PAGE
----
This follows on from ' Planning a Management Presentation ,' which explained how to create an outline plan based on your aim, audience, key message statement, and the key points that support this message.
' Planning a Presentation ' describes a four-stage process:
1. Identifying your aim
The first stage of the planning process is to decide on the precise aim of your presentation. This focuses your mind on what it is that you are trying to achieve.
2. Knowing your audience
It is essential to know your audience and to make sure that your presentation takes account of their existing knowledge. Audience profiling can help you with this, but you also need to use common sense and experience.
3. Defining your key message statement
You can only expect your audience to remember one key message or theme. This should be summarized in a key message statement , which forms the title of your presentation.
4. Outlining the scope
A presentation needs three to five key points to support the key message statement. The most efficient way to decide on these is to use a mind map to get all of the possible content documented and then to create your key points based on your aim, audience, and the key message statement.
Once you have completed these four steps, you will be in a position to create a presentation that is well structured, clear, and concise. This eBook describes this process in detail using the example that was introduced in ' Planning a Presentation ,' so please read that eBook before reading this one.
At the end of the planning phase you will have an outline scope that will form the basis for writing the detailed content. You now have to decide exactly what you will say and how you will structure the key points to ensure that your audience walks away from your presentation having understood your key message.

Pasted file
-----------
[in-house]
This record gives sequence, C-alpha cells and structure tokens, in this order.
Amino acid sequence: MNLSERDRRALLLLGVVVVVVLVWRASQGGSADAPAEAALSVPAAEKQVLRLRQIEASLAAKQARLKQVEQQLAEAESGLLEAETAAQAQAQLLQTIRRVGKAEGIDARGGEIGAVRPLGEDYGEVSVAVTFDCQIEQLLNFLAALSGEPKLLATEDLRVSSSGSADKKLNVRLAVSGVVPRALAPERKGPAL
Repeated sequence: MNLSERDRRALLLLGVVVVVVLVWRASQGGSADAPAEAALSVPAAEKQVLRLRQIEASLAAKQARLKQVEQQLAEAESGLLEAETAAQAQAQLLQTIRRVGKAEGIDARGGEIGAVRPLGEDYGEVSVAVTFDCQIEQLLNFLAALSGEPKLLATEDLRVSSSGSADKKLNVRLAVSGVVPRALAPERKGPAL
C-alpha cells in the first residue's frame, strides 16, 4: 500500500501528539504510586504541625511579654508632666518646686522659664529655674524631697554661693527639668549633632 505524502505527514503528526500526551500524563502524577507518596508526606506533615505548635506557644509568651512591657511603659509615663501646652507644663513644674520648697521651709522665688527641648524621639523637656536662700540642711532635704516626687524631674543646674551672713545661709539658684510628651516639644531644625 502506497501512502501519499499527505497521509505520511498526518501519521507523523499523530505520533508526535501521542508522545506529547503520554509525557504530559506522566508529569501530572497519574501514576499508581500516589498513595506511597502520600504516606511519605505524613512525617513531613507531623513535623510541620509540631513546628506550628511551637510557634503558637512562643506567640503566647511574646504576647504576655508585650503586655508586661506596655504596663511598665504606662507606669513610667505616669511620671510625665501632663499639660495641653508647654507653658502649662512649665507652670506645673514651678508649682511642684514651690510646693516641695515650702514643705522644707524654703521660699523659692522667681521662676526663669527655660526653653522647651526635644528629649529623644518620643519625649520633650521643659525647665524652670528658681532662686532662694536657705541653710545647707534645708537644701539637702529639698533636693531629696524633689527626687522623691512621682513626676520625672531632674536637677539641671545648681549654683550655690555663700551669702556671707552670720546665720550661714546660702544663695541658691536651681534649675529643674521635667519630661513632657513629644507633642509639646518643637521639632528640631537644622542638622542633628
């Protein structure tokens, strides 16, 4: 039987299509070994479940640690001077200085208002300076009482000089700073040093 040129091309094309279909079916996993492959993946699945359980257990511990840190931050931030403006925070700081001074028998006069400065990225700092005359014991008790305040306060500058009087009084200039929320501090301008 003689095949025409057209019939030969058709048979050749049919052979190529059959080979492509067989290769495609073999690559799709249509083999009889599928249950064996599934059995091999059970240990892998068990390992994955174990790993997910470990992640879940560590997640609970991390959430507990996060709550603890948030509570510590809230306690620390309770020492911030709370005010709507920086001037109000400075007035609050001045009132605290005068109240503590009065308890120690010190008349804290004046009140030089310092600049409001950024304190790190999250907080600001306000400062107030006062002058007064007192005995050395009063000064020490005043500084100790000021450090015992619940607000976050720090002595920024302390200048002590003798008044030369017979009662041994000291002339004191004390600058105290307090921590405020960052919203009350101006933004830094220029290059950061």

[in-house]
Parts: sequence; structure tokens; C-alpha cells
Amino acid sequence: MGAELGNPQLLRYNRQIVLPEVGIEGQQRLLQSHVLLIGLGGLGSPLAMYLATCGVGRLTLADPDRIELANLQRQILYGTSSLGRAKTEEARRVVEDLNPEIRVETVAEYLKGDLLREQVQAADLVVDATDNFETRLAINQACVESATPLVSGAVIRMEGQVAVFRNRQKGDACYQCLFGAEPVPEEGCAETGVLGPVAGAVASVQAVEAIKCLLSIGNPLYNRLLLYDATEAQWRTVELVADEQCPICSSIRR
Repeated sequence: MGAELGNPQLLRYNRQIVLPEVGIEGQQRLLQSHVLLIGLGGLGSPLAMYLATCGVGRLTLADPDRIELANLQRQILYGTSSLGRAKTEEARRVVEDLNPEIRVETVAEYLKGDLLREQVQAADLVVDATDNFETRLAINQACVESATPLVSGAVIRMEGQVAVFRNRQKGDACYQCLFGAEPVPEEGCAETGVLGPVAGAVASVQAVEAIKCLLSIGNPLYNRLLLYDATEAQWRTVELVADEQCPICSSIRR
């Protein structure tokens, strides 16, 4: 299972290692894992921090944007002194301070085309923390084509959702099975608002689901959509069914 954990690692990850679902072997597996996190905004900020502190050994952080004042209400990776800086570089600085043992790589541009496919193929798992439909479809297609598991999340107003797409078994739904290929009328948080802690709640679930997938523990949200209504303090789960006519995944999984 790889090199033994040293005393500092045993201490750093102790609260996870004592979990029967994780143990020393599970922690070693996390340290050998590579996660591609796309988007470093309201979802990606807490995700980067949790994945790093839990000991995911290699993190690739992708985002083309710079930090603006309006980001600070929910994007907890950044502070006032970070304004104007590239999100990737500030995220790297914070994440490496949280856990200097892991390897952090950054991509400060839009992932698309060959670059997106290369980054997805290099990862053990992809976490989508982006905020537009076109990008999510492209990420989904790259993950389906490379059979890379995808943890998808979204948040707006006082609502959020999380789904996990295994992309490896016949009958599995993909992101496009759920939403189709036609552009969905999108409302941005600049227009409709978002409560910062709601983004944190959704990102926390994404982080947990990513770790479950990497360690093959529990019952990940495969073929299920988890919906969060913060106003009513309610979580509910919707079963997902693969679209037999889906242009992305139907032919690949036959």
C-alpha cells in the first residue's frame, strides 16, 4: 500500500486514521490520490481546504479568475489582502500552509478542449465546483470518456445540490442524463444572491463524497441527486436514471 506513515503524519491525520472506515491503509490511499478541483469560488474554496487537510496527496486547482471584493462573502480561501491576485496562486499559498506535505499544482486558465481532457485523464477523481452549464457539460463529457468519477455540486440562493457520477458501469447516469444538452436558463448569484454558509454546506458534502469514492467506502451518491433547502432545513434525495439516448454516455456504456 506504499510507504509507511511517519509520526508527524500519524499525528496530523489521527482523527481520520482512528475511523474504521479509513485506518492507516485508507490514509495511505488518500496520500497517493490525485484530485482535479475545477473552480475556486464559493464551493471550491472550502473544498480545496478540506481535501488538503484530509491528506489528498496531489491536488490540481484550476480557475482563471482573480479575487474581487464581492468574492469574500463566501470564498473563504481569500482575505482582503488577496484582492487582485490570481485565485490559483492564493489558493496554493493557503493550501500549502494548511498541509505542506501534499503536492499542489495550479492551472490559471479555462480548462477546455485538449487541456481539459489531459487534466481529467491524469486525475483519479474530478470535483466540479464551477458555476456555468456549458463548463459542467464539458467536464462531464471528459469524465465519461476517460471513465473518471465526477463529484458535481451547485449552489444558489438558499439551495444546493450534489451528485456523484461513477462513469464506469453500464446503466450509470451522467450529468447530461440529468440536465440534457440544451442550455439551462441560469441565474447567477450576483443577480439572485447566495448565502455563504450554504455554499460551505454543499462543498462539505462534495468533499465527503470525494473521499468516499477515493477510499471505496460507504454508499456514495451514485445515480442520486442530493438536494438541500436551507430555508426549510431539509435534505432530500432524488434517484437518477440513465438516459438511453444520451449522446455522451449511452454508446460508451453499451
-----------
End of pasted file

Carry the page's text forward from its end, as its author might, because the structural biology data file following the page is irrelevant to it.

The amount of time you allocate to this stage will depend on how important the presentation is and how much time you have available. You will usually be able to spend significant time on content preparation for high-impact presentations because of their importance to you and your department. These presentations are usually to your senior management or external groups (outside your team, reporting structure, or organization, e.g. users, suppliers) and are often repeated several times during the decision-making process. So, the better prepared your content is the more persuasive your argument will be.
Most of the presentations you give will probably be fairly low-key and will involve keeping your team up to date with progress, new working practices, and procedures. Whilst it can be difficult to justify spending much time preparing for these types of presentation, you should still follow the five-stage process described in this eBook because if information is significant enough to warrant being presented, then it should be presented in a way that is as clear and concise as possible.
Remember, the competencies you display during presentations can help your career prospects, particularly if you can show that you are a persuasive speaker.
Taking the time to prepare your content properly will ensure:
• Your argument is well structured
• Your key message statement is understood
• Your visibility is maximized
• You gain the support you need.
You may also be interested in:
Repetition and Timing | Your Presentation Aim | The Five-Stage Format | Preparing the Main Body | Key Point Guidelines | Finalizing the Main Body | Preparing Your Pre-Introduction | Preparing the Introduction | Preparing the Summary and Conclusion .